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The antenna may be designed for frequencies close to what you monitor but this isn't the only thing you should consider.

The antenna and coax are made for 75 ohms. Scanners and radio gear expect 50 ohm. For transmitting this is a big deal. An impedance mismatch will result in reflected power to your transmitter and destroy the transmitter. I can only wager it has importance with receiving as well. Improper impedance will result in an attenuated signal.

This will be impossible to correct without a balun transformer which you may wish to invest in.
 
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n8emr

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Why wouldn't it? Quite a few of the soon to be extinct higher TV channels are in the low 800 MHz range. It is likely that most of the TV antenna designs probably date back to when TV extended into the mid 800 MHz range.

I say this because I used the TV antenna on the roof of my parent's house for my scanner and it pulled in the neighboring county's trunk system quite well.
Channels 69 is on the edge of 800mhz, Most TV antennas are built for VHF and UHF reception. Granted some may work up higher, I never said they wouldnt just wouldnt work well. Any piece of metal will receive a signal, how well is the issue.
 

n8emr

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Since Ive learned from the smart guys here that TV waves run horizontally, and radio waves run vertically-maybe you should turn that TV antenna sideways then mount it in the most desired direction, it is, after all, directional:)
Well,"TV and radio waves" will run what every way you transmit them. You will actually find that many TV stations actually transmit circular polarized signals. traditionally most broadcast you would receive on your scanner are vertical.
 

Don_Burke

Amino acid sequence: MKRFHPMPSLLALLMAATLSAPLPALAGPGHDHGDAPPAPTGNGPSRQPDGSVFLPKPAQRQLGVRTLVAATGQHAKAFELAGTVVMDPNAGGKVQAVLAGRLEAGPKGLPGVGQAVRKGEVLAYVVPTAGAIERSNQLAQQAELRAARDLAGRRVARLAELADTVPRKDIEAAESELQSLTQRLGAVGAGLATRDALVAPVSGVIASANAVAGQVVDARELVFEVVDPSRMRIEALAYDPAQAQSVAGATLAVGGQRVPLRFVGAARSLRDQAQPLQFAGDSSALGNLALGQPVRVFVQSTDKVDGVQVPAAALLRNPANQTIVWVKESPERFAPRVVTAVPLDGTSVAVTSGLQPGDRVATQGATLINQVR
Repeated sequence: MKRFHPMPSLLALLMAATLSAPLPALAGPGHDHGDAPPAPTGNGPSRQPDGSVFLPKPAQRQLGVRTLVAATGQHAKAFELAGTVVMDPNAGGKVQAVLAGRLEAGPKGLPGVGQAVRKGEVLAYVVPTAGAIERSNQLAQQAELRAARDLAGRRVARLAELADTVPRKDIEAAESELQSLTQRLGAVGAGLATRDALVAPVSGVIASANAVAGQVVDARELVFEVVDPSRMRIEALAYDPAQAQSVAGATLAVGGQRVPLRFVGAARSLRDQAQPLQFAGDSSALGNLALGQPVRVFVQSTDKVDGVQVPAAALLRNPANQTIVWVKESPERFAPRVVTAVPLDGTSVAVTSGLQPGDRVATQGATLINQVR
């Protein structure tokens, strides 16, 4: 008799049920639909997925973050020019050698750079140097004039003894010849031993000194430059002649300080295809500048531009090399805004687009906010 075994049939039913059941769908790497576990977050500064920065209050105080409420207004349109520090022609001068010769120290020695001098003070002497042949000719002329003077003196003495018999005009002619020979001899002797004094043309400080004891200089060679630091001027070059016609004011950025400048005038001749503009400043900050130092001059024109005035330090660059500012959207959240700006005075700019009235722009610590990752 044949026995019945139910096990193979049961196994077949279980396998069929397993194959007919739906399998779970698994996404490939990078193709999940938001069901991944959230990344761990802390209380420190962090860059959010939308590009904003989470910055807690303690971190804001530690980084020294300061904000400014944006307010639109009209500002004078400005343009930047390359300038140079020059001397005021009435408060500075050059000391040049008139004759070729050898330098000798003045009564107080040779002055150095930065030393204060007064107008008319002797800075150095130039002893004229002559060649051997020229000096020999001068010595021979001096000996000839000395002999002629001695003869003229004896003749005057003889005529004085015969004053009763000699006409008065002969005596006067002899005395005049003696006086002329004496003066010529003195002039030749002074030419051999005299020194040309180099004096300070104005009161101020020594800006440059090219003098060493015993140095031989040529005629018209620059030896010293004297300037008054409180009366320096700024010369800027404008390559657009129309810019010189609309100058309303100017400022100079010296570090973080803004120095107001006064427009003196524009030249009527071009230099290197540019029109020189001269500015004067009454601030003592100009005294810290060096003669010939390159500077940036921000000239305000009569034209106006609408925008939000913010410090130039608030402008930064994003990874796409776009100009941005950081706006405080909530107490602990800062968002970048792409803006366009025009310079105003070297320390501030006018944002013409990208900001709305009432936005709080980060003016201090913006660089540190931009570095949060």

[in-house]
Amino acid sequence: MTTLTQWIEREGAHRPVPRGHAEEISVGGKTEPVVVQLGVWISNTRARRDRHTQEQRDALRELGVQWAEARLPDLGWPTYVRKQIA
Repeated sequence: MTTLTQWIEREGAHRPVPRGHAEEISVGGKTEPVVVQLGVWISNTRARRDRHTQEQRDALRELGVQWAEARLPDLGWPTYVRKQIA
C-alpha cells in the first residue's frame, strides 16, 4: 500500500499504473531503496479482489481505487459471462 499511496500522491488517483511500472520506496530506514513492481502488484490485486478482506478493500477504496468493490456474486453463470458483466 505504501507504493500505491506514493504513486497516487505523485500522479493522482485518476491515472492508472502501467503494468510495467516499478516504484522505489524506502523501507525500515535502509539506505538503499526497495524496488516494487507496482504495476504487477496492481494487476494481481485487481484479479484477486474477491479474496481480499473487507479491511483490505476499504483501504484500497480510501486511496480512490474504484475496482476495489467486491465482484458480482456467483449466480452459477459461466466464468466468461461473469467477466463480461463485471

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Channels 69 is on the edge of 800mhz, Most TV antennas are built for VHF and UHF reception. Granted some may work up higher, I never said they wouldnt just wouldnt work well. Any piece of metal will receive a signal, how well is the issue.
I doubt many UHF or VHF/UHF antennas have been redesigned since UHF TV went up to channel 83 at 960 MHz.
 

Don_Burke

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The antenna may be designed for frequencies close to what you monitor but this isn't the only thing you should consider.

The antenna and coax are made for 75 ohms. Scanners and radio gear expect 50 ohm. For transmitting this is a big deal. An impedance mismatch will result in reflected power to your transmitter and destroy the transmitter. I can only wager it has importance with receiving as well. Improper impedance will result in an attenuated signal.

This will be impossible to correct without a balun transformer which you may wish to invest in.
For this application the loss from an impedance mismatch will be nearly undetectable.
 

n8emr

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I doubt many UHF or VHF/UHF antennas have been redesigned since UHF TV went up to channel 83 at 960 MHz.
Actually if you look at whats being sold for "tv" antennas they have been re-designed. Gone are the BIG log periodic antenna most associated with TV's. IN there place is are smaller "HDTV" antennas that are all in one amplified. Yes you can still find the anodized aluminum "deep" signal antennas and I have even seen a resurgance in the in the curtin antenna's but Many of the antennas being sold are these smaller, amplfied alien death ray looking yagi's.
 
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Home depot still sells the old school tv antennas. I bought one a few years back.


Since everything around here is now digital it got taken down and now I have a four bay "HDTV" antenna up. Maybe I should play with the old tv antenna and see what it does.
 

wkm

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The antenna may be designed for frequencies close to what you monitor but this isn't the only thing you should consider.

The antenna and coax are made for 75 ohms. Scanners and radio gear expect 50 ohm. For transmitting this is a big deal. An impedance mismatch will result in reflected power to your transmitter and destroy the transmitter. I can only wager it has importance with receiving as well. Improper impedance will result in an attenuated signal.

This will be impossible to correct without a balun transformer which you may wish to invest in.

If a 50 ohm to 75 ohm mismatch is going to keep you up at night. A 1/12 wave matching device can be build with a piece of 50 ohm coax and 75 ohm coax soldered together. Each piece of coax has to be cut to the 1/12 wave formula. This isn't a broadband solution though and is used for single frequency matching.
 

ic746

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Thanks again for all your answers, if I use the LMR-400 coax for this tv antenna mounted vertically, does anyone think it will work? I am about to go to a hamfest in August and if this LMR-400 cable isn't going to be the best solution for this I can find some good 75ohm cable there. And again all answers will be greatly appreciated.
Calvin